Did I just not notice? I hadn't done a SNAP test in years now, but remembered it being straightforward and easy back in my highschool days when I spent a month doing an internship at a local clinic. RIGHT in the middle of heartworm testing season : P That was a LOT of SNAP tests for one lowly summer student.

My dog seemed generally healthy (if a touch fat) and certainly not sick. She had a couple bouts of vomit in the last month, but that's not atypical for her. I had also run her on the treadmill when we got home (unaware she was "sick") and thought I saw something off in her gait and almost hyper extension of her left hind leg when trotting on the treadmill...Was it real?

And what to do?!


Well of course the first thing I did was send an email over to ex-vet tech friend H, asking her thoughts on this. Then I settled into the literature. I love literature...All while the BF made it clear we'll do whatever is necessary to make our sweet dog healthy again. Price is no option.

In a matter of minutes, I'd tracked down a paper from a neighbouring province on 3 infected dogs, with a colleague listed as one of the authors. I found an American university that had anaplasmosis specialists, and far more experience in these things then we have up here where it's not endemic. I found a number of publications by Canadian, American and Swiss vets regarding diagnosis and treatment of anaplasmosis.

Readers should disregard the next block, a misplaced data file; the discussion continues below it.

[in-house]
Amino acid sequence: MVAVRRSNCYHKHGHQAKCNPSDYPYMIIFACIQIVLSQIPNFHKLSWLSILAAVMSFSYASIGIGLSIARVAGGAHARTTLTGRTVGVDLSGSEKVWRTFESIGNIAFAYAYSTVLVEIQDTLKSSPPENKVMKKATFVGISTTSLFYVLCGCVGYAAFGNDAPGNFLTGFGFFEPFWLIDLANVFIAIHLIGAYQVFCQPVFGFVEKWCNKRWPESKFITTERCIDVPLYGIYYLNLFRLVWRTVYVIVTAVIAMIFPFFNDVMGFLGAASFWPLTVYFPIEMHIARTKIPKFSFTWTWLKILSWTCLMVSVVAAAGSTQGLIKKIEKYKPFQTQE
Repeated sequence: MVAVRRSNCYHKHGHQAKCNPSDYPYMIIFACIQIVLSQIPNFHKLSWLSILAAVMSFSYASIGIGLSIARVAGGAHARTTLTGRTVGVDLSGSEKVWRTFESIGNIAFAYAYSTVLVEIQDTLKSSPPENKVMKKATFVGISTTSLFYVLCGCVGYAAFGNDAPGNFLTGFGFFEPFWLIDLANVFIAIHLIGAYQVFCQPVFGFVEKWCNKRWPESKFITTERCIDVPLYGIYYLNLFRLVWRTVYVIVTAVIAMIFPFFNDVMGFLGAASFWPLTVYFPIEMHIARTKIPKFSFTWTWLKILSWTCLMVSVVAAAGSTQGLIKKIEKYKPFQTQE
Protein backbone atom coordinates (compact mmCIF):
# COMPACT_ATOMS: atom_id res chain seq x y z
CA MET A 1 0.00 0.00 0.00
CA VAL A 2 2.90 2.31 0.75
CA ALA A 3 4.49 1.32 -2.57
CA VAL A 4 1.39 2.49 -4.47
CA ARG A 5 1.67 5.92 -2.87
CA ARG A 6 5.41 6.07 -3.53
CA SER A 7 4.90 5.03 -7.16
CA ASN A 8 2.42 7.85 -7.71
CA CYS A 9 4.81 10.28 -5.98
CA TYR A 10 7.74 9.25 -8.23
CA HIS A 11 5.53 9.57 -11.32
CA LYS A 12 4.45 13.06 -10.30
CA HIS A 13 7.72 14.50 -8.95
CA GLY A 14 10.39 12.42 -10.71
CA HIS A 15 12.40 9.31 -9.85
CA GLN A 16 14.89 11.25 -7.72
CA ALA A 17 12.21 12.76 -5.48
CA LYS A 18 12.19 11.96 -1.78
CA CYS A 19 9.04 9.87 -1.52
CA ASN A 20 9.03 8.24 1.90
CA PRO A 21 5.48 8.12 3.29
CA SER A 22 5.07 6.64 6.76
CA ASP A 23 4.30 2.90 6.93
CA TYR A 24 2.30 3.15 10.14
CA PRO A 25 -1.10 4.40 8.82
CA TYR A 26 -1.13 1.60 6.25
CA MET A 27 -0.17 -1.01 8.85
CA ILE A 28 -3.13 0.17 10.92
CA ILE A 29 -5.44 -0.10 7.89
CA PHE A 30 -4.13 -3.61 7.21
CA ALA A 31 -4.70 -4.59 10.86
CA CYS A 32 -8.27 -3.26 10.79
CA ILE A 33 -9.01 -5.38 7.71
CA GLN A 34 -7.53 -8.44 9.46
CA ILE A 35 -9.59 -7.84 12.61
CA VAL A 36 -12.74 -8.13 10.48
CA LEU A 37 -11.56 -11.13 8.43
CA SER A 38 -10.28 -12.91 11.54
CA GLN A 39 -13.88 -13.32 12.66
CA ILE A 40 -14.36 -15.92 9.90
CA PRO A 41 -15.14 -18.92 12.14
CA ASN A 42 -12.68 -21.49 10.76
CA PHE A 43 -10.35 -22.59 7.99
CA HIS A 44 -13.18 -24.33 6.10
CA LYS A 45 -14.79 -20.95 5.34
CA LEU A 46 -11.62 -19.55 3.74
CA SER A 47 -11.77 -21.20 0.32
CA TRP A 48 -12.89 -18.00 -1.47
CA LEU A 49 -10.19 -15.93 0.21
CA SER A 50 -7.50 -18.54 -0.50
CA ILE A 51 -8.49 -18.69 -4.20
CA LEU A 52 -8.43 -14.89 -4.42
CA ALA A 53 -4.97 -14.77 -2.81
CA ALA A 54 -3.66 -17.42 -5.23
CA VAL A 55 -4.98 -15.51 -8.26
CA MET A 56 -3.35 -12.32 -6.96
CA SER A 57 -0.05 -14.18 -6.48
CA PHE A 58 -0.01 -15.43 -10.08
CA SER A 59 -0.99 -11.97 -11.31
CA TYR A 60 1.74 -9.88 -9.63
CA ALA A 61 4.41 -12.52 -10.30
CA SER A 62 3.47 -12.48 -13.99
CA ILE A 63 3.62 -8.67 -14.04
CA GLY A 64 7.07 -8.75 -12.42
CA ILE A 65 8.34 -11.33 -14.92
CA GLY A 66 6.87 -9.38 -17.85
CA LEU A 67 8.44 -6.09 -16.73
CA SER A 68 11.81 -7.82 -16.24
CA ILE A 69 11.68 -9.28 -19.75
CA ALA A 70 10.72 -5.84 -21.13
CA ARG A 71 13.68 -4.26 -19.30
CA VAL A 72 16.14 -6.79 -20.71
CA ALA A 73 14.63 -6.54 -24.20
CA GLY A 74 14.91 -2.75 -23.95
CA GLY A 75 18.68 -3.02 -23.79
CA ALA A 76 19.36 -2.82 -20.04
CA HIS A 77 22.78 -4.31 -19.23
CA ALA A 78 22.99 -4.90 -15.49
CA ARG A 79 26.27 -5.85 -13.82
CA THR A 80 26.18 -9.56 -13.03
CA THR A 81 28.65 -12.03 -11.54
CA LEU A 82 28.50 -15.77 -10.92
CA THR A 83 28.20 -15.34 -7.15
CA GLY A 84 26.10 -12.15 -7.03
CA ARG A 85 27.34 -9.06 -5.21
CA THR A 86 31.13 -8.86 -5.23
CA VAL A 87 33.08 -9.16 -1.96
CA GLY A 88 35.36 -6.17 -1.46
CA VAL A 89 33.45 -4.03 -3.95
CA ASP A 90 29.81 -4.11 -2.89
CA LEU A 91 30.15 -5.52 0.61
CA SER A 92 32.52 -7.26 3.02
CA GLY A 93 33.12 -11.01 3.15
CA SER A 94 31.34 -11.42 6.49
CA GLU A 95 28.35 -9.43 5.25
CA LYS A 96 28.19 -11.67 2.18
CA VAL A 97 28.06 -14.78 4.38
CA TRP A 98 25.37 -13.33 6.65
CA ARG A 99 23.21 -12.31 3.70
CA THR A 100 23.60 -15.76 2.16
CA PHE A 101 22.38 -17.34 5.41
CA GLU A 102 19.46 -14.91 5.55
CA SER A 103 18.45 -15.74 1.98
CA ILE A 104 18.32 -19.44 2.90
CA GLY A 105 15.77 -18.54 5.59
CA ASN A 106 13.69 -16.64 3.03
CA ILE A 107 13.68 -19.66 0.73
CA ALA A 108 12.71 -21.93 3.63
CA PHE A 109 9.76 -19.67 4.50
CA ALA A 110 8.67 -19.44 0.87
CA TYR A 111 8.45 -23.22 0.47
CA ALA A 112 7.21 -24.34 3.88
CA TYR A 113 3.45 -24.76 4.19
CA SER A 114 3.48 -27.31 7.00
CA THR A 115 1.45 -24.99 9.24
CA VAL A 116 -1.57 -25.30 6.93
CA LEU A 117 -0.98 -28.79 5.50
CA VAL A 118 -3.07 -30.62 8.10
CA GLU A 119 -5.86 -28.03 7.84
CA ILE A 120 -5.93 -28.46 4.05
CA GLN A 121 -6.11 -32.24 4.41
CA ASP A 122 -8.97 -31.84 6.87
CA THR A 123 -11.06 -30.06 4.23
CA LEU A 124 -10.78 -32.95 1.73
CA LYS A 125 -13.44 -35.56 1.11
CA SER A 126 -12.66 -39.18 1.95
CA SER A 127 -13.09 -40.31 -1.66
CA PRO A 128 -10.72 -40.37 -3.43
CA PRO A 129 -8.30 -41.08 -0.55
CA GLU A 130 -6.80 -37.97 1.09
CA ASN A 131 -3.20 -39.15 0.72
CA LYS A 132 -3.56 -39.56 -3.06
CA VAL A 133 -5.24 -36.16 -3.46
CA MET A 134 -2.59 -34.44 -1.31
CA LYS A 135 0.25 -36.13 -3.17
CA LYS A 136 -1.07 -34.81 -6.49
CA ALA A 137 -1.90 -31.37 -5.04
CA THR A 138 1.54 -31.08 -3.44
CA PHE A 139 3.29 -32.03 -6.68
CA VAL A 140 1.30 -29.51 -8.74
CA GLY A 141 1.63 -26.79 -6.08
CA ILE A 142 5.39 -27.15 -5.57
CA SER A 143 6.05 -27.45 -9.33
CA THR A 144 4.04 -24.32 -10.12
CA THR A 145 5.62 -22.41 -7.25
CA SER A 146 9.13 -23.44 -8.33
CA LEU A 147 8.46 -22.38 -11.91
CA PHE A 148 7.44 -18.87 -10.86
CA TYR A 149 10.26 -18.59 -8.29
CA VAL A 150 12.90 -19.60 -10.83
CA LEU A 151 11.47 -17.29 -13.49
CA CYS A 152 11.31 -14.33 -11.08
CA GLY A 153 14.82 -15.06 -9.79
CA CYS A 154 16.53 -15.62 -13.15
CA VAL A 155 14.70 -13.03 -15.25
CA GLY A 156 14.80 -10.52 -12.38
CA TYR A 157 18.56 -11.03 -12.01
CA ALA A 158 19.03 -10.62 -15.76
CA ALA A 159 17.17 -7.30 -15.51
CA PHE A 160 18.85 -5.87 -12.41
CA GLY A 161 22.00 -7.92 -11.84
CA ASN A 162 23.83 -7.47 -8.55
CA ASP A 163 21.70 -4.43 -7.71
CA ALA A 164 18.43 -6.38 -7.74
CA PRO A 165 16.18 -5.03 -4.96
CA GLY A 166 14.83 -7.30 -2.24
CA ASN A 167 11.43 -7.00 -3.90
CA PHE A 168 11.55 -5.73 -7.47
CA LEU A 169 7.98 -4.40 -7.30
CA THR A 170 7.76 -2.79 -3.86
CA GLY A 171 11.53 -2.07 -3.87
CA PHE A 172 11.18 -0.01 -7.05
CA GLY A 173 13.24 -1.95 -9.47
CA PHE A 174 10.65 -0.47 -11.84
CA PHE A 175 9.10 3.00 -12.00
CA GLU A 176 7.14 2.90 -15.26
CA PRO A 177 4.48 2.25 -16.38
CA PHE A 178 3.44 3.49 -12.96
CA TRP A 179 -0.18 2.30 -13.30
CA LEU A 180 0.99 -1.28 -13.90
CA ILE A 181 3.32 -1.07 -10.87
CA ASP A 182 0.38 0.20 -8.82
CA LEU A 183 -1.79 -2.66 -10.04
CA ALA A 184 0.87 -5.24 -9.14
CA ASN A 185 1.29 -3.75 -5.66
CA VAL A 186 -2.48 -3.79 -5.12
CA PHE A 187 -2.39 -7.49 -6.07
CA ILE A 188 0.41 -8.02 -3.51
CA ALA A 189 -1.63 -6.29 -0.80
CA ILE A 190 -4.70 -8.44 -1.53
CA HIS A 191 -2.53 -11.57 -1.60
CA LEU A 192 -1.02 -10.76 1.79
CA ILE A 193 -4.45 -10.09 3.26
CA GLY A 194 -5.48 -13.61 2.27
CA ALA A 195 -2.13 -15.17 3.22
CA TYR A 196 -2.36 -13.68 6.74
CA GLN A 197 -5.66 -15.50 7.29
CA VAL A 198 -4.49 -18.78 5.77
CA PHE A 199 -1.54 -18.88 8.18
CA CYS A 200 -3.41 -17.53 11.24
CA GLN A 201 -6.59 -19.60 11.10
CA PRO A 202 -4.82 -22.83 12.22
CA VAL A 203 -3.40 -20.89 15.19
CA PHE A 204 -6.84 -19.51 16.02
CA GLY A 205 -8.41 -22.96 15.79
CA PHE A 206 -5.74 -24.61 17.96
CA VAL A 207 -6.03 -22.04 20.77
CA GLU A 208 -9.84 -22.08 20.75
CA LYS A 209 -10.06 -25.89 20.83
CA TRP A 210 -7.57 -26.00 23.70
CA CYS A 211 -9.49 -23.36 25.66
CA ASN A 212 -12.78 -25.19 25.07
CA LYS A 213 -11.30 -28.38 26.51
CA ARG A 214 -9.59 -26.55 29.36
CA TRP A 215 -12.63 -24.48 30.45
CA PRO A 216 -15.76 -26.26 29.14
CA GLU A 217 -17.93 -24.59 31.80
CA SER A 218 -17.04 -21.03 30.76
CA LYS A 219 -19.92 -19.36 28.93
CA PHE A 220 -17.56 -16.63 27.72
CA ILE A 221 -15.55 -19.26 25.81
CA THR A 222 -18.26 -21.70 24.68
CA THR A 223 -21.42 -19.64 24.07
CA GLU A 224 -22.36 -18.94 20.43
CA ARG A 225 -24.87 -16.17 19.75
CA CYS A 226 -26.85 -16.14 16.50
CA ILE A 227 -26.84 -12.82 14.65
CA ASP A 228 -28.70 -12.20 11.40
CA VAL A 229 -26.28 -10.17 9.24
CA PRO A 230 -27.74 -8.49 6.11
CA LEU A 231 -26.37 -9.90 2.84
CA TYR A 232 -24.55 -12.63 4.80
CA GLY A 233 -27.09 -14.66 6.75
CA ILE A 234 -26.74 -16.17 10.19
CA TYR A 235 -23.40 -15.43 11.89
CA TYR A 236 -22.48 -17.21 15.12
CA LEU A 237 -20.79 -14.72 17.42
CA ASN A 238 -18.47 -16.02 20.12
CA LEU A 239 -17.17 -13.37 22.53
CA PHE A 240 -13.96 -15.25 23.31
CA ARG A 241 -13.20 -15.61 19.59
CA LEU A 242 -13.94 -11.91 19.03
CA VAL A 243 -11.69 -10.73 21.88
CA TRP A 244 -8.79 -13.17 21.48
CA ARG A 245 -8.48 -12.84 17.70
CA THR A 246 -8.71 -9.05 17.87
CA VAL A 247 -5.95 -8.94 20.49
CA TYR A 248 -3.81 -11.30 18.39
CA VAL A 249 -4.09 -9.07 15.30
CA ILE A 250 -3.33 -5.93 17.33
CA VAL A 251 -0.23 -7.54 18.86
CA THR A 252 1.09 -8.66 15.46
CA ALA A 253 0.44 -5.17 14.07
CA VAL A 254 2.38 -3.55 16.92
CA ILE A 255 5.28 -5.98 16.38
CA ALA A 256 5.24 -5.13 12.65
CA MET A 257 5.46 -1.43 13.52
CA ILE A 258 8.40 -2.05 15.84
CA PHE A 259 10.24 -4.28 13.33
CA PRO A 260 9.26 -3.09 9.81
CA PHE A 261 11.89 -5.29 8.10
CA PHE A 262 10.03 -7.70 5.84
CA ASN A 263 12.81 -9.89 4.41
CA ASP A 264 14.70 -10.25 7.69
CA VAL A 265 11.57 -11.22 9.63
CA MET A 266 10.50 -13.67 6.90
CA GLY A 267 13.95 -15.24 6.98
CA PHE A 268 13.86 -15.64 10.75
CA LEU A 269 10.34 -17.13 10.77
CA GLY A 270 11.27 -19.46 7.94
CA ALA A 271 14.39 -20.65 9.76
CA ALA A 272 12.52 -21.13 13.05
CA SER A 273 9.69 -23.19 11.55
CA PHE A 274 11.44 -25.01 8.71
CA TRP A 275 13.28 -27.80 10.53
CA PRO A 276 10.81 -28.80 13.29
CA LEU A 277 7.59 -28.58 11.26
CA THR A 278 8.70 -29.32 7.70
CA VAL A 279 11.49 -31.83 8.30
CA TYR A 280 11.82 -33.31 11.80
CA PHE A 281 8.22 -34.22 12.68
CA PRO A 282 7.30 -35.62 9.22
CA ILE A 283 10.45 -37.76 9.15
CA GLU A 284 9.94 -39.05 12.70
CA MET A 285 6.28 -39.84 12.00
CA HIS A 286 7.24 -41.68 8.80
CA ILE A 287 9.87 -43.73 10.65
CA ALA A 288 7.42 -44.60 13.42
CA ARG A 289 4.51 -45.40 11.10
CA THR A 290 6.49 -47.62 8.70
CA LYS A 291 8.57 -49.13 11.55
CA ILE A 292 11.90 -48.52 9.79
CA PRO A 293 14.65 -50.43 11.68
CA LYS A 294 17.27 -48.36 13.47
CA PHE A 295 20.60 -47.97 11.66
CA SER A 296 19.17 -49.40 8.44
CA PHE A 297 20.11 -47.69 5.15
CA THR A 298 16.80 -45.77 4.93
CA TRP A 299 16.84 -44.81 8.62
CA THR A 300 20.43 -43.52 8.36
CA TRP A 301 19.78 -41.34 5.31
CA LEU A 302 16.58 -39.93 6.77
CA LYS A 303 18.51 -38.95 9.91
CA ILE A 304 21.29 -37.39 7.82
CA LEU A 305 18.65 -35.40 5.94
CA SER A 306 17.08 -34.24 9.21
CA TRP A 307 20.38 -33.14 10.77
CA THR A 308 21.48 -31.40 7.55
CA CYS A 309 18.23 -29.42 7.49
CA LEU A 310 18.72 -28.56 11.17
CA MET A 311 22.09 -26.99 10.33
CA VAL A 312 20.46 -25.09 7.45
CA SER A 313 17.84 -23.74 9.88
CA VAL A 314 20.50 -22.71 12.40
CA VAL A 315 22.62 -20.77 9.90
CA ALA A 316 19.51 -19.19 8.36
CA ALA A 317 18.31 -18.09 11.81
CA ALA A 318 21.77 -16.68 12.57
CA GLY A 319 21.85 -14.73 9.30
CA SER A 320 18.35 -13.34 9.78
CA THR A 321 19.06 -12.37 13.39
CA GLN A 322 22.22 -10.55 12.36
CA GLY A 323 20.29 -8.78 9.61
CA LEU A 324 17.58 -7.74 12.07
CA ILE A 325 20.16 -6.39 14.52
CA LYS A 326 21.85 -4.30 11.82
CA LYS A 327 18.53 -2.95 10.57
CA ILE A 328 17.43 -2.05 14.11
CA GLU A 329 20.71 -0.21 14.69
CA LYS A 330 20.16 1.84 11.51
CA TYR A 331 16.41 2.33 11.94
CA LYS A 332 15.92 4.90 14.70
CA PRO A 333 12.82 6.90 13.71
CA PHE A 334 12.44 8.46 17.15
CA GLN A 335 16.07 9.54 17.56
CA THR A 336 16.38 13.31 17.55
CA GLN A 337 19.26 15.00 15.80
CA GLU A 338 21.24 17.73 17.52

I also tracked down the IDEXX test insert and FAQ.

H's email arrived in the early morning, backed by some veterinary guidance suggesting a do-over of the test. Experience is that the test must be read within that 8 minute mark. And that the whole scenario is a little a-typical, despite the fact that our dog could very well have the bacterium.


So I spoke with the vet this morning and was less then impressed by the responses I was receiving. He had zero idea of how long after the initial inoculation of the SNAP test that he read it. He said 14 days of doxyciclin as treatment, along with a CBC/Chem/Urinalysis/PCR...every diagnostic test in the books. He informed me that he called so late in the evening because there's very little experience with the bacterium here, so he needed to do some research.

He also promised to give IDEXX a call to see what their lab experts suggested.


While he was off doing that, I gave IDEXX a call. No surprise, they refused to speak to me about test specifics, since I was a "lay person". Instead they directed me back to the same FAQ I had found earlier that morning.

1. What is the read time for the SNAP 4Dx Test and is it really important?
The test result must be read eight minutes after the device is snapped. The test does not contain stop solution, and after eight minutes, color development may occur that is not related to the sample. Do not report results read after eight minutes.

The FAQ made me even more certain that I'm looking at a false +ve, or at the very least, I desperately need a retest.

As I often say, those that know me, know I hardly sit back and wait for information to come to me. Instead, I tracked down an expert at a Veterinary University and shot him a quick email. I mean, the worst that could happen is that he also tells me that he doesn't speak with "lay people".

Wasn't I pleased to find an email response almost immediately...

Dear Sandra,